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P1215 Women and Heart Disease

C H A P T E R 2 MANAGING HIGH BLOOD Lifestyle Tips: Coping with stress Many women lead busy lives. You may have a lot of people who depend on you, and feel sometimes that you don’t have time to do what’s needed to keep your heart healthy. But whatever else is going on in your life, you need to focus on yourself first. By taking care of your heart now, you help ensure you’ll be there later for the people who depend on you. Your emotional health Protecting your heart isn’t only about eating differently, being more active and losing weight. Emotions such as stress and pent-up anger have been linked to heart disease. Over time, these emotions could raise your heart disease risk. Depression is twice as common in women as in men, and increases the risk of heart disease by two to three times (compared with women who are not depressed), regardless of race, ethnicity or economic background. Even mild forms of depression or depressive symptoms increase heart disease risk. You can’t remove all stress and negative feelings from your life, but you can make an effort to reduce and manage them. Doing the following may help: 77 Take more time to do things you enjoy. Put aside a little time for yourself each day. 77 Spend time around people with the same interests as you. Think about volunteering, joining a club or just meeting friends for coffee once a week. 77 Get more omega-3 foods into your diet. These include many types of fish. Also, some foods are fortified with omega-3 fats. 77 Practice relaxation techniques such as deep breathing, meditation or yoga. 77 Know that stress and depression are medical problems that can be treated. Your healthcare provider may suggest stress management classes, counseling or medication. When these problems are under control, you’ll be better able to focus on your health and your needs. 10 abcardio.org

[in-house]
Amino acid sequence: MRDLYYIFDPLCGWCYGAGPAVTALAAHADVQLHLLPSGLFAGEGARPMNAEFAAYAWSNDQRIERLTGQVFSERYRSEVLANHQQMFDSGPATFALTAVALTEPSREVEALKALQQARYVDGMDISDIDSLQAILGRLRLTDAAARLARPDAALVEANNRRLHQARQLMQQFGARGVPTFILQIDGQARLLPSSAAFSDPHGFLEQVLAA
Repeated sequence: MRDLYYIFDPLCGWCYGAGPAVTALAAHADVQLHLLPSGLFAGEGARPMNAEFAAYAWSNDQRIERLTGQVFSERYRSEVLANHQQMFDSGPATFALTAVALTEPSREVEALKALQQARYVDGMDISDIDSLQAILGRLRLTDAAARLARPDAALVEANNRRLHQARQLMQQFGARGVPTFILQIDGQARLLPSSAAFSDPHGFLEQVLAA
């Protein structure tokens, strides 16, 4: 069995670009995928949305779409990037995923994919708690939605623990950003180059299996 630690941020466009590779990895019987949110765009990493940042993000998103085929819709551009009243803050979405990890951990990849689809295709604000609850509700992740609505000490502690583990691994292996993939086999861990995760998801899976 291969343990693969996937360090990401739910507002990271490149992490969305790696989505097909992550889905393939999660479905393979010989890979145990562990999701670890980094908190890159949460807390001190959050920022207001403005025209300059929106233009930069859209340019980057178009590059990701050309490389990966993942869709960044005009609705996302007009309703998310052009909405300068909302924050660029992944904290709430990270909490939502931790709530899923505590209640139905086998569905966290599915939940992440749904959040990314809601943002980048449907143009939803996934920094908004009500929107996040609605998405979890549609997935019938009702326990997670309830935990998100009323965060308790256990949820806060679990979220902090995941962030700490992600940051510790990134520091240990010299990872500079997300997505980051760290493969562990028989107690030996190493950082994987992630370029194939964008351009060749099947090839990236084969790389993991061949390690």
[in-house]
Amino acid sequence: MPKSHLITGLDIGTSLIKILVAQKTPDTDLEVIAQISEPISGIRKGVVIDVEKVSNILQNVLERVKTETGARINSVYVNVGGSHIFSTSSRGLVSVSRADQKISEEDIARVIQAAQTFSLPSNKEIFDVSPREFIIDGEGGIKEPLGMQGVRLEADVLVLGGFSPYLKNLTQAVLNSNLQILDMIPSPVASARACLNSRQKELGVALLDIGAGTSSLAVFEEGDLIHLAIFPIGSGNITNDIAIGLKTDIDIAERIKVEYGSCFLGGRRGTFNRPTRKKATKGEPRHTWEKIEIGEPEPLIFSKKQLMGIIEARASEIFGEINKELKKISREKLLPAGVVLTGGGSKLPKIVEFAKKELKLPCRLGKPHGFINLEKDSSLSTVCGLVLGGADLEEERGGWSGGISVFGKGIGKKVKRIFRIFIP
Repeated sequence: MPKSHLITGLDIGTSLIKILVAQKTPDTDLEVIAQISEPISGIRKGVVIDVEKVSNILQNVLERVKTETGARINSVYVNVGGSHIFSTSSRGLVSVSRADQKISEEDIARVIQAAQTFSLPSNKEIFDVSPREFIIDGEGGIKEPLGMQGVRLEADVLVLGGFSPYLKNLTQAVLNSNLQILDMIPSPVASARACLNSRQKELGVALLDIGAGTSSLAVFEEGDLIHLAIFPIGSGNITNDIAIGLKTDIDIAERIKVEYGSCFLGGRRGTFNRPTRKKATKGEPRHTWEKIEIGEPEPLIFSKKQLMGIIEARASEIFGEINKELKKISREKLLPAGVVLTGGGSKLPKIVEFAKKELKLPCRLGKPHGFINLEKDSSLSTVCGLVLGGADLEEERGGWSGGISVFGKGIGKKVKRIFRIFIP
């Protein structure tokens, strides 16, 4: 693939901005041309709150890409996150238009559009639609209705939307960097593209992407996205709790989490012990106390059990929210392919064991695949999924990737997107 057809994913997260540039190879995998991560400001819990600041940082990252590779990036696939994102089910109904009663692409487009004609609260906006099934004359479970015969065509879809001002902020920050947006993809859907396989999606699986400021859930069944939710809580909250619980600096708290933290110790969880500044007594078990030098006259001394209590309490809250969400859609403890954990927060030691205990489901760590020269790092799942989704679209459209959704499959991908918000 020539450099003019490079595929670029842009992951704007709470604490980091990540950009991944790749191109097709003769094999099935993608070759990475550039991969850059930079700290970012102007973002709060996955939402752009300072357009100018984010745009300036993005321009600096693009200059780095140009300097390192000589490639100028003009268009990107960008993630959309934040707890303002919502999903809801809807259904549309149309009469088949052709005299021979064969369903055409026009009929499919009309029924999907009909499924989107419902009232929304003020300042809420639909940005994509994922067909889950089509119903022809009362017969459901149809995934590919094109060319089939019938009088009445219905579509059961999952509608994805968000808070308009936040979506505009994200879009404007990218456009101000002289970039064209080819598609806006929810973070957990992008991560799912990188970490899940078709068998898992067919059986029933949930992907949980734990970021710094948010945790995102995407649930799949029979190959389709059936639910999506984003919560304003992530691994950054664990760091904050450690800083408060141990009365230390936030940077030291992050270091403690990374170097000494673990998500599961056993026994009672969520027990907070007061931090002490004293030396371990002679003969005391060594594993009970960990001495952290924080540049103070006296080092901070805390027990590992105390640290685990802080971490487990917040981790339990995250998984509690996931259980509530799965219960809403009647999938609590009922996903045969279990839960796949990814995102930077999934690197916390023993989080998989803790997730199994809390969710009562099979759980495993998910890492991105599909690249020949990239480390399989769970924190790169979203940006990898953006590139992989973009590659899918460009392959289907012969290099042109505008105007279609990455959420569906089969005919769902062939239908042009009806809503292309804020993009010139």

P1215 Women and Heart Disease
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